About Rick Scott, the Republican candidate for governor, who spoke Wednesday to the Suncoast Tiger Bay Club in St. Petersburg:
• He is personally compelling and impressive and says many things about our state that resonate.
It's a good story. Scott, 57, is the son of a truck driver, once lived in public housing, married his high school sweetheart, and grew up to found and build the Columbia/HCA hospital empire.
He says Florida should be doing better economically, especially in job creation, and it makes sense. He says Tallahassee is broken, and he's right. He says Florida has to have a world-class state university for our future, and he's right. He has the guts to say Florida needs to reform its state pension system.
• On the other hand, Scott glosses over anything bad with pat answers that ignore or defy reality. This is a little creepy, actually.
The biggest example, of course, is that his Columbia/HCA chain was the subject of the biggest Medicare fraud case in history and paid a $1.7 billion settlement.
As one Tiger Bay member asked Scott: Did that happen because he was unethical, unscrupulous — or just a bad manager?
But Scott gave his usual answer: He "takes responsibility," unlike, you know, those no-good "career politicians" who apparently never "take responsibility."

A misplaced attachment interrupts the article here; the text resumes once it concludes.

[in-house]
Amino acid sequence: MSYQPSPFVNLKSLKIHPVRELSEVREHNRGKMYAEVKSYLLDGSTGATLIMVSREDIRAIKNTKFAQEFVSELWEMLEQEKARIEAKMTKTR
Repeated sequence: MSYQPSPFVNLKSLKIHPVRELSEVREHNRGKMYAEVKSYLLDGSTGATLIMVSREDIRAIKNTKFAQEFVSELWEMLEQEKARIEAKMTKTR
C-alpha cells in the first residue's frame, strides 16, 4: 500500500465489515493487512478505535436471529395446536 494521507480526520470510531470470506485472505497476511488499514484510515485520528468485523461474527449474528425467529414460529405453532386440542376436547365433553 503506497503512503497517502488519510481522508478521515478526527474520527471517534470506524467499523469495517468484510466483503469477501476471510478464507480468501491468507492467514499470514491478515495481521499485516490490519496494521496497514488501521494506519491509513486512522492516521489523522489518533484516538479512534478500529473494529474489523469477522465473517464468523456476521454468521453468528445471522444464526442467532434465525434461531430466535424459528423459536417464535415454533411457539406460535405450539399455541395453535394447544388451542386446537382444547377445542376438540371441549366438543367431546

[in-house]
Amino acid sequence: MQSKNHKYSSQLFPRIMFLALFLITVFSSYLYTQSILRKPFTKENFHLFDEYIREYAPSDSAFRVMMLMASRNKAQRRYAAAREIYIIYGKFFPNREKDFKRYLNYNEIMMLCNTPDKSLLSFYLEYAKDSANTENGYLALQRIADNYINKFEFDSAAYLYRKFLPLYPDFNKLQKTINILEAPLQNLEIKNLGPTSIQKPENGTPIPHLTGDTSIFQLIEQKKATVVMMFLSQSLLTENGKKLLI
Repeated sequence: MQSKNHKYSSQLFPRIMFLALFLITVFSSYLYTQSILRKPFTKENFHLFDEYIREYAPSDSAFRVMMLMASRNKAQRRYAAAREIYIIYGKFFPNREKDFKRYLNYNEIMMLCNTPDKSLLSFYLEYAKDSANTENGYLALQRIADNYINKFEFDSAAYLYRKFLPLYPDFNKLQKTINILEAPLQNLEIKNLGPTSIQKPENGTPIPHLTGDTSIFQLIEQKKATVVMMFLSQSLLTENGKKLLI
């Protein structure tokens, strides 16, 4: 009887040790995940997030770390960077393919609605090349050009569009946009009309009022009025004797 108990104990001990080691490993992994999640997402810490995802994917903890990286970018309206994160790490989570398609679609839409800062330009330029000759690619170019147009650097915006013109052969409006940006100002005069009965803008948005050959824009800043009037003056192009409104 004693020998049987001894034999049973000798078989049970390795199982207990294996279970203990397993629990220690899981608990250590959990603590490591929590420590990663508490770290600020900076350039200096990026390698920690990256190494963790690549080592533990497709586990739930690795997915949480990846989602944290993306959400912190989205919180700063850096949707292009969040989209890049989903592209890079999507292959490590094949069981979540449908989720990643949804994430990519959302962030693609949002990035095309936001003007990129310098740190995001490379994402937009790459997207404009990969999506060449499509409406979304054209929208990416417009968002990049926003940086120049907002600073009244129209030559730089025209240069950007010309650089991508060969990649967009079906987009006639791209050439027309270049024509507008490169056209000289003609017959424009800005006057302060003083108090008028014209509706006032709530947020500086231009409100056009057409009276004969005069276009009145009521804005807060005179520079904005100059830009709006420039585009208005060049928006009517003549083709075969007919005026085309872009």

It is not clear what this "taking responsibility" means to Scott, however, since he thinks that a $1.7 billion fraud settlement should not keep him from being governor.
Perhaps, in the modern fashion, the phrase "I take responsibility" contains the additional unspoken clause, "As long as it does not affect me in any way."
As for his bitter and negative primary fight with Bill McCollum, in which he has spent $38 million on ads, Scott blithely said that his part of the attacks are merely explanations of his "differences" with McCollum.
This is a slick, politician's explanation for poisoning the democracy. Since he is the claimed antidote to politics-as-usual, he ought to have the grace to be a little chagrined.
• He has an amateur's simplistic view of governing, which makes it easy to embrace snap answers. All we need to do, you see, is get "smarter people" involved.
Oh, and we should cut school property taxes in Florida by 20 percent. We also should roll all government spending back to 2004 levels. (Try sellin' that to your local sheriff or police chief.)
• He is as pro-business as you're going to get, and he throws in some social issues for good measure.
For example, if you think health insurance companies just want to "help" us and "do the right thing," but they are blocked by Evil Government Regulation, then he's your guy.
Also, Florida's taxes on business should be cut or eliminated. The police should be able to ask us to show our papers Arizona-style. And he is in favor of "states' rights," whatever exactly that means.
Well! He did a practiced, smooth job, said exactly what he wanted to say, and the Tigers did not lay a glove on him. A couple tried, but without followup questions he got off, uh, Scott-free.
They say that McCollum, propped up by special-interest dollars and the Republican hierarchy, has pulled back ahead in the polls. The fact that Tallahassee is so opposed to Scott speaks well for him. Dang! If it weren't for a little multibillion-dollar fraud …